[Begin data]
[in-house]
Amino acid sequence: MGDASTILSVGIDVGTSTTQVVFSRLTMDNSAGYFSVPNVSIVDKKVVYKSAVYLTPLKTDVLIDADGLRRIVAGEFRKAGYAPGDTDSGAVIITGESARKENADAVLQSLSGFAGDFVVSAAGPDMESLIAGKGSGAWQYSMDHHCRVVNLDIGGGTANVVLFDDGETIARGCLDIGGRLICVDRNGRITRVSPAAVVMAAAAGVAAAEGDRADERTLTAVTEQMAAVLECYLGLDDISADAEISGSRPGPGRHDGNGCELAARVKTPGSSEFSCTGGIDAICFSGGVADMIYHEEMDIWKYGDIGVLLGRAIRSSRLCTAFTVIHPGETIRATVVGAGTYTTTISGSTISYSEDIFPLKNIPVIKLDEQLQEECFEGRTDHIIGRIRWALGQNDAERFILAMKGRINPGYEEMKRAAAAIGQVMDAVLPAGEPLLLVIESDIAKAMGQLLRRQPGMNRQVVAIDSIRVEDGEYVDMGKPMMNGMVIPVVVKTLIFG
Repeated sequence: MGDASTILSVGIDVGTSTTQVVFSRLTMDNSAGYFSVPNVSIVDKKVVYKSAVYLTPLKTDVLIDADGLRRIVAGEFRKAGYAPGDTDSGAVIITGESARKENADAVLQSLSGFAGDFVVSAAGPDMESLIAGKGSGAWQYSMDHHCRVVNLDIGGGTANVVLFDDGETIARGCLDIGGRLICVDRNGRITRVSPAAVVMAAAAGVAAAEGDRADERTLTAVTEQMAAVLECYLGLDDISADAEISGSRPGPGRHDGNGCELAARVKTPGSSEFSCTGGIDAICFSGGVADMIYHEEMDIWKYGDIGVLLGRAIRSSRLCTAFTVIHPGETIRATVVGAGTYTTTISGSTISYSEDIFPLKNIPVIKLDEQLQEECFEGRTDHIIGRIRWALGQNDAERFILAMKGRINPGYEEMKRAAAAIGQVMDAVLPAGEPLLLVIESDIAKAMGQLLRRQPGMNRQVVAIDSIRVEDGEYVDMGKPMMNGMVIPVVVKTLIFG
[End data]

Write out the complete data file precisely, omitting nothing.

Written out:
[in-house]
Amino acid sequence: MGDASTILSVGIDVGTSTTQVVFSRLTMDNSAGYFSVPNVSIVDKKVVYKSAVYLTPLKTDVLIDADGLRRIVAGEFRKAGYAPGDTDSGAVIITGESARKENADAVLQSLSGFAGDFVVSAAGPDMESLIAGKGSGAWQYSMDHHCRVVNLDIGGGTANVVLFDDGETIARGCLDIGGRLICVDRNGRITRVSPAAVVMAAAAGVAAAEGDRADERTLTAVTEQMAAVLECYLGLDDISADAEISGSRPGPGRHDGNGCELAARVKTPGSSEFSCTGGIDAICFSGGVADMIYHEEMDIWKYGDIGVLLGRAIRSSRLCTAFTVIHPGETIRATVVGAGTYTTTISGSTISYSEDIFPLKNIPVIKLDEQLQEECFEGRTDHIIGRIRWALGQNDAERFILAMKGRINPGYEEMKRAAAAIGQVMDAVLPAGEPLLLVIESDIAKAMGQLLRRQPGMNRQVVAIDSIRVEDGEYVDMGKPMMNGMVIPVVVKTLIFG
Repeated sequence: MGDASTILSVGIDVGTSTTQVVFSRLTMDNSAGYFSVPNVSIVDKKVVYKSAVYLTPLKTDVLIDADGLRRIVAGEFRKAGYAPGDTDSGAVIITGESARKENADAVLQSLSGFAGDFVVSAAGPDMESLIAGKGSGAWQYSMDHHCRVVNLDIGGGTANVVLFDDGETIARGCLDIGGRLICVDRNGRITRVSPAAVVMAAAAGVAAAEGDRADERTLTAVTEQMAAVLECYLGLDDISADAEISGSRPGPGRHDGNGCELAARVKTPGSSEFSCTGGIDAICFSGGVADMIYHEEMDIWKYGDIGVLLGRAIRSSRLCTAFTVIHPGETIRATVVGAGTYTTTISGSTISYSEDIFPLKNIPVIKLDEQLQEECFEGRTDHIIGRIRWALGQNDAERFILAMKGRINPGYEEMKRAAAAIGQVMDAVLPAGEPLLLVIESDIAKAMGQLLRRQPGMNRQVVAIDSIRVEDGEYVDMGKPMMNGMVIPVVVKTLIFG